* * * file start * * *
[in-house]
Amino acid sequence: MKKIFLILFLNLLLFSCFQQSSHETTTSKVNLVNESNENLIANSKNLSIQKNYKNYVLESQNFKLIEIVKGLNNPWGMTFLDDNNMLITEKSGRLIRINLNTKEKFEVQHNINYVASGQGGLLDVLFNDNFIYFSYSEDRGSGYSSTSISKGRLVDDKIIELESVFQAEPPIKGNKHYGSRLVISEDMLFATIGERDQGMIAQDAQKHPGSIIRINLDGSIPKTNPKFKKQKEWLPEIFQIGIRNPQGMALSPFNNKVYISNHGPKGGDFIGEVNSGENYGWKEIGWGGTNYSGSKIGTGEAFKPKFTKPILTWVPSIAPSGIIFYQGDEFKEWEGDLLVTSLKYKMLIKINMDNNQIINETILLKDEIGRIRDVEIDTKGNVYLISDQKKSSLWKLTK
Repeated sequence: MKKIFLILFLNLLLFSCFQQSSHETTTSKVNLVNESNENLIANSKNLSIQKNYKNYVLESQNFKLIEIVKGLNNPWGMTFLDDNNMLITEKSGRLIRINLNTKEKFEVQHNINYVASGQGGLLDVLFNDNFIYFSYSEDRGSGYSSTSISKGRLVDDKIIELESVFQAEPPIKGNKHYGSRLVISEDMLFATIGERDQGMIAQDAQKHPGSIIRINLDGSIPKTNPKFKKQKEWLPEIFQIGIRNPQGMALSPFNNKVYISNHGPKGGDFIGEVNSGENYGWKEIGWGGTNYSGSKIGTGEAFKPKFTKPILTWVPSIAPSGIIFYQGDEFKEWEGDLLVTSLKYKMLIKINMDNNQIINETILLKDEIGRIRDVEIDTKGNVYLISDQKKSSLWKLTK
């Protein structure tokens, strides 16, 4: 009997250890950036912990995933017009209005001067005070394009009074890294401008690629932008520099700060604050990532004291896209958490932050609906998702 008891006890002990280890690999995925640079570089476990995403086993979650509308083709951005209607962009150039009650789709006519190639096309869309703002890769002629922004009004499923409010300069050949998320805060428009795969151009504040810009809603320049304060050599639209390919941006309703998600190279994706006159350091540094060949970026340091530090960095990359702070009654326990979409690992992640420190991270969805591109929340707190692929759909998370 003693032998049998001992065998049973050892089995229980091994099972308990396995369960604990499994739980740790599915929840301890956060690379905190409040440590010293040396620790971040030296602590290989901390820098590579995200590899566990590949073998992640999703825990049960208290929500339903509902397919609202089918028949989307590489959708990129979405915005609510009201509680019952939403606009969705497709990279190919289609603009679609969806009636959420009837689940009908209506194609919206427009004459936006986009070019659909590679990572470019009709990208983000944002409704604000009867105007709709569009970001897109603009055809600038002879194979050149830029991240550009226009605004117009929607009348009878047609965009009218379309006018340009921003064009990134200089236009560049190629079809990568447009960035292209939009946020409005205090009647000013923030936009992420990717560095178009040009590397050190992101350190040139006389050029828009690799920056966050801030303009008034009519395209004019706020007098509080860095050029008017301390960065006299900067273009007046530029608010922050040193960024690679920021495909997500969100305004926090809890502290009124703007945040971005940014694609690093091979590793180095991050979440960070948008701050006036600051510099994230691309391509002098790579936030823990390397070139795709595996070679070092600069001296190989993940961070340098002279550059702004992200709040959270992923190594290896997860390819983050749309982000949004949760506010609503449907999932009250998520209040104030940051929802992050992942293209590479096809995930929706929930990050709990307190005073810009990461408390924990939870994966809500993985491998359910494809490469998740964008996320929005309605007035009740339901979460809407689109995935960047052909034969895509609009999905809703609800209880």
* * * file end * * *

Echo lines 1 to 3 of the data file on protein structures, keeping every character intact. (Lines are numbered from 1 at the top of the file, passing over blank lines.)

[in-house]
Amino acid sequence: MKKIFLILFLNLLLFSCFQQSSHETTTSKVNLVNESNENLIANSKNLSIQKNYKNYVLESQNFKLIEIVKGLNNPWGMTFLDDNNMLITEKSGRLIRINLNTKEKFEVQHNINYVASGQGGLLDVLFNDNFIYFSYSEDRGSGYSSTSISKGRLVDDKIIELESVFQAEPPIKGNKHYGSRLVISEDMLFATIGERDQGMIAQDAQKHPGSIIRINLDGSIPKTNPKFKKQKEWLPEIFQIGIRNPQGMALSPFNNKVYISNHGPKGGDFIGEVNSGENYGWKEIGWGGTNYSGSKIGTGEAFKPKFTKPILTWVPSIAPSGIIFYQGDEFKEWEGDLLVTSLKYKMLIKINMDNNQIINETILLKDEIGRIRDVEIDTKGNVYLISDQKKSSLWKLTK
Repeated sequence: MKKIFLILFLNLLLFSCFQQSSHETTTSKVNLVNESNENLIANSKNLSIQKNYKNYVLESQNFKLIEIVKGLNNPWGMTFLDDNNMLITEKSGRLIRINLNTKEKFEVQHNINYVASGQGGLLDVLFNDNFIYFSYSEDRGSGYSSTSISKGRLVDDKIIELESVFQAEPPIKGNKHYGSRLVISEDMLFATIGERDQGMIAQDAQKHPGSIIRINLDGSIPKTNPKFKKQKEWLPEIFQIGIRNPQGMALSPFNNKVYISNHGPKGGDFIGEVNSGENYGWKEIGWGGTNYSGSKIGTGEAFKPKFTKPILTWVPSIAPSGIIFYQGDEFKEWEGDLLVTSLKYKMLIKINMDNNQIINETILLKDEIGRIRDVEIDTKGNVYLISDQKKSSLWKLTK